Picture this: your startup just hired its first sales team.
They hit the ground running, built a big sales pipeline, and the wins are starting to roll in. They’re closing deals. They’re hitting quota. They’re celebrating wins, high-fives and fist bumps all around.
Sounds like the dream, right? But unless you’re wearing rose-tinted glasses, you probably know it rarely happens like this.
A lot has to go right when you build a sales team. You need the right product. The right message. The right list and the right CRM. Most importantly though?
You need the right sales reps. And they need to be motivated.
That’s why getting your startup’s sales compensation plan right is so important.
The right compensation plan does wonders for your startup’s sales team.
👉 It attracts talented reps.
👉 It incentivizes them to perform.
👉 Best of all, it creates an infectious team culture that energizes your company.
How do you design the best sales compensation plan for your startup?
Over the years we’ve helped dozens of early stage startups build sales compensation plans. Along the way, we created this handy, easy-to-use template that'll work for any outbound sales team.
Today we’re going to show you how to use it to build a great comp plan.
If you're following along, download the sheet and click on the tab that reads "TEMPLATE - SDR Fixed".
Before we get into the numbers, though, let's cover the basic goals a sales comp plan should have.
3 Crucial Goals For Your Startup Sales Compensation Plan
First, let’s get clear on what we’re trying to achieve.
Not all comp plans are created equal.
A good one should achieve the following 3 goals:
1. Motivate Performance
How do you motivate your sales reps to perform well? This question comes up again and again in my work with startups. And it’s an important one.
How you pay your sales reps can make a big difference in the results you get. The right comp plan that incentivizes the right behaviors can do wonders. Your high-achieving reps will be constantly pushing themselves to exceed your revenue targets in pursuit of a big payout. And when they get it? Everyone else on the team gets fired up and tries to do the same.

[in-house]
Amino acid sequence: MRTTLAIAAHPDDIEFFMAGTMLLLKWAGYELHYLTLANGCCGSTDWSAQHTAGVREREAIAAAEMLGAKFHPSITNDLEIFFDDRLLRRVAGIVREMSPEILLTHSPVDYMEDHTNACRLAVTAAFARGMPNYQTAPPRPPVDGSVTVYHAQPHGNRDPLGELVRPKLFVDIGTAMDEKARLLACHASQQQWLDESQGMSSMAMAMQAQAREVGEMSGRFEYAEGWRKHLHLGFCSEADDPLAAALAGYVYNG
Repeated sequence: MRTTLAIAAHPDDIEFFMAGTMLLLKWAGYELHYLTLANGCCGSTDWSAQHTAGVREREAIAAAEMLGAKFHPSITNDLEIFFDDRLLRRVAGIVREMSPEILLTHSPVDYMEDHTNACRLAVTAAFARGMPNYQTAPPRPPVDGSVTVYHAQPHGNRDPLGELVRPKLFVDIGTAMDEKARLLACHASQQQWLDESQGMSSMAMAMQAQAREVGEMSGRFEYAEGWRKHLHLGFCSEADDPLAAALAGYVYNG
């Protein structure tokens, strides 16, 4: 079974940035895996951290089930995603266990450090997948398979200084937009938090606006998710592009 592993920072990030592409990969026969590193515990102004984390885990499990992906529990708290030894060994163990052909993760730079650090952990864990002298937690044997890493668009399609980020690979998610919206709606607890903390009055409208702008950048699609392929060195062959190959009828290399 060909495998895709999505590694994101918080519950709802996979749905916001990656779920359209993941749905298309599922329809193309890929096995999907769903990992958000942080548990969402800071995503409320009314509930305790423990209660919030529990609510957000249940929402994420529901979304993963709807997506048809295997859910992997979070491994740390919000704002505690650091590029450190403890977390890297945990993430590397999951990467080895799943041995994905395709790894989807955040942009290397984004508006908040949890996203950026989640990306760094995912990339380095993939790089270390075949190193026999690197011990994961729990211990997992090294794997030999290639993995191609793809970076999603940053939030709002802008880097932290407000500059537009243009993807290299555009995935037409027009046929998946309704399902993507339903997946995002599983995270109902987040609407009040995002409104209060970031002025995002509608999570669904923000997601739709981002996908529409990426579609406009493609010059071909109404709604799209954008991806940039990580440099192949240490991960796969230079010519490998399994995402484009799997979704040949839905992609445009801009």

On the flip side, if your comp plan is filled with unattainable quotas and incentivizes behaviors that aren’t conducive to a good sales process, you’ll end up with very unhappy, unmotivated reps.
2. Retain Employees
This is a big one. First and foremost, your compensation plan needs to be fair. It needs to give reps a certain level of security, because as a startup, you’re likely to have many changes to your go-to-market that could affect a rep’s compensation through no fault of their own.
Secondly, your compensation plan has a big impact on the culture of your sales organization. For instance, with a good comp plan, everyone’s making money (especially you). Your reps are crushing quota. They’re getting big payouts. They’re working hard to hit team objectives, and having a blast celebrating each other’s wins. Who wouldn’t want to be a part of that?
On the flip side, a bad comp plan might instead incentivize a self-interested, cutthroat culture where every rep is looking out for themselves. Everyone’s heard of those “churn-and-burn” type sales environments. They run on testosterone and caffeine. They’re filled with Wolf of Wallstreet cliches, and the environment can be very toxic. Not the best if you want your employees to stick around.
3. Be Profitable
This doesn’t get talked about enough. The number one problem that I’ve found in startup sales comp plans is that the cost-per-sale (total $$ spent in sales commissions or other sales costs to close each deal) is way too high. Essentially, they’re paying their reps way too much relative to revenue the company gets from each deal.
This is a big deal for startups because it’ll take you longer to turn a profit (your payback period). Which means that you’ll be burning your runway a lot faster.
Take, for instance, a FinTech SaaS startup we worked with. When we reviewed their compensation plan, we found they were paying about the same amount to their sales development reps (SDRs) as to their account executives (AEs), which is never a good practice. This added 6 months to their payback period – a 50% increase – which was a big hit to their runway. It could’ve seriously jeopardized their ability to make it to their next round.
The lesson here? Your sales compensation plan needs to make financial sense for your startup.
Now that we know what a good comp plan needs to do, let’s dig into exactly how to make one!
How to Design a Sales Compensation Plan for Your Startup
We’ve broken this process down into 4 easy-to-follow steps. We’ll illustrate by using the template for a fictional EdTech SaaS company looking to hire their first sales development representative (SDR).
Step 1: Set Your Baselines
For our first step, we’ll need to plug a few numbers into the spreadsheet:
- Revenue Goal: how much revenue do you need the whole team to close in one quarter? The best way to set this number is to look at your historical data – even if you don’t have a lot. If as a founder you spent 20% of your time on sales and brought in $50,000 in revenue per quarter, your might then set your revenue goal at $250,000 per quarter for 1 rep, since they’ll be spending 100% of their time selling.
- Close Rate: of the qualified sales opportunities that entered your pipeline, what % of them were you able to close?
- Annual Contract Value (ACV): on average, how much revenue do each of your customers bring in every year.
Do everything you can to make these numbers as accurate as possible, but don’t sweat it if they’re not perfect. These numbers will be the underlying assumptions our comp plan is based on, but it’s totally normal for them to change over time. The important thing is we’re not shooting in the dark.